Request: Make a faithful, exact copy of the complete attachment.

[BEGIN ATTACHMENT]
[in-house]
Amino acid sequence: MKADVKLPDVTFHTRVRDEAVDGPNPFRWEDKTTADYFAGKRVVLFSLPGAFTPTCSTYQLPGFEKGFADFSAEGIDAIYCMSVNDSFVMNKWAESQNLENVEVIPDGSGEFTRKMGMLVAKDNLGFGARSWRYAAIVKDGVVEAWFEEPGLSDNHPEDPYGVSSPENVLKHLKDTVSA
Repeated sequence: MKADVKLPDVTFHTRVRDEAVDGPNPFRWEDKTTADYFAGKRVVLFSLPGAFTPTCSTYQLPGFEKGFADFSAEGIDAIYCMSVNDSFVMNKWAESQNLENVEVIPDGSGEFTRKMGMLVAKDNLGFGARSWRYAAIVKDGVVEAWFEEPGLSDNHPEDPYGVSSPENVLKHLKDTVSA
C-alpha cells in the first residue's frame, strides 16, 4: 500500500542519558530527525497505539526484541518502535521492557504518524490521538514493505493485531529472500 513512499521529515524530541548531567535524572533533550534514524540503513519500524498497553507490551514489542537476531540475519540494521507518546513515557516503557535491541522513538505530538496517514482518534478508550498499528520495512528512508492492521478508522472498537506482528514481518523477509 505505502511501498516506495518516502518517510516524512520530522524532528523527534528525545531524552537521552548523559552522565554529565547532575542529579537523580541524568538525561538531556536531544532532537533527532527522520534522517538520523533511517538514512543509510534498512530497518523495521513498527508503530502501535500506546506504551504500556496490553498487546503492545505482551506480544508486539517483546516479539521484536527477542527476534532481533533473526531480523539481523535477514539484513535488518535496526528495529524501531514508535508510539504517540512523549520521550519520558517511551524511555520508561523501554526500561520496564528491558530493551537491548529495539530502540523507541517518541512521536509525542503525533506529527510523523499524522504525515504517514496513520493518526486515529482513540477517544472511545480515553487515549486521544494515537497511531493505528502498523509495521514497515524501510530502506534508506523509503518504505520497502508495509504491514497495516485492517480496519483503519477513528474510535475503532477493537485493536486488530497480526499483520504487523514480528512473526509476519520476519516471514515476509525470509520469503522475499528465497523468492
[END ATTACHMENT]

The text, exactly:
[in-house]
Amino acid sequence: MKADVKLPDVTFHTRVRDEAVDGPNPFRWEDKTTADYFAGKRVVLFSLPGAFTPTCSTYQLPGFEKGFADFSAEGIDAIYCMSVNDSFVMNKWAESQNLENVEVIPDGSGEFTRKMGMLVAKDNLGFGARSWRYAAIVKDGVVEAWFEEPGLSDNHPEDPYGVSSPENVLKHLKDTVSA
Repeated sequence: MKADVKLPDVTFHTRVRDEAVDGPNPFRWEDKTTADYFAGKRVVLFSLPGAFTPTCSTYQLPGFEKGFADFSAEGIDAIYCMSVNDSFVMNKWAESQNLENVEVIPDGSGEFTRKMGMLVAKDNLGFGARSWRYAAIVKDGVVEAWFEEPGLSDNHPEDPYGVSSPENVLKHLKDTVSA
C-alpha cells in the first residue's frame, strides 16, 4: 500500500542519558530527525497505539526484541518502535521492557504518524490521538514493505493485531529472500 513512499521529515524530541548531567535524572533533550534514524540503513519500524498497553507490551514489542537476531540475519540494521507518546513515557516503557535491541522513538505530538496517514482518534478508550498499528520495512528512508492492521478508522472498537506482528514481518523477509 505505502511501498516506495518516502518517510516524512520530522524532528523527534528525545531524552537521552548523559552522565554529565547532575542529579537523580541524568538525561538531556536531544532532537533527532527522520534522517538520523533511517538514512543509510534498512530497518523495521513498527508503530502501535500506546506504551504500556496490553498487546503492545505482551506480544508486539517483546516479539521484536527477542527476534532481533533473526531480523539481523535477514539484513535488518535496526528495529524501531514508535508510539504517540512523549520521550519520558517511551524511555520508561523501554526500561520496564528491558530493551537491548529495539530502540523507541517518541512521536509525542503525533506529527510523523499524522504525515504517514496513520493518526486515529482513540477517544472511545480515553487515549486521544494515537497511531493505528502498523509495521514497515524501510530502506534508506523509503518504505520497502508495509504491514497495516485492517480496519483503519477513528474510535475503532477493537485493536486488530497480526499483520504487523514480528512473526509476519520476519516471514515476509525470509520469503522475499528465497523468492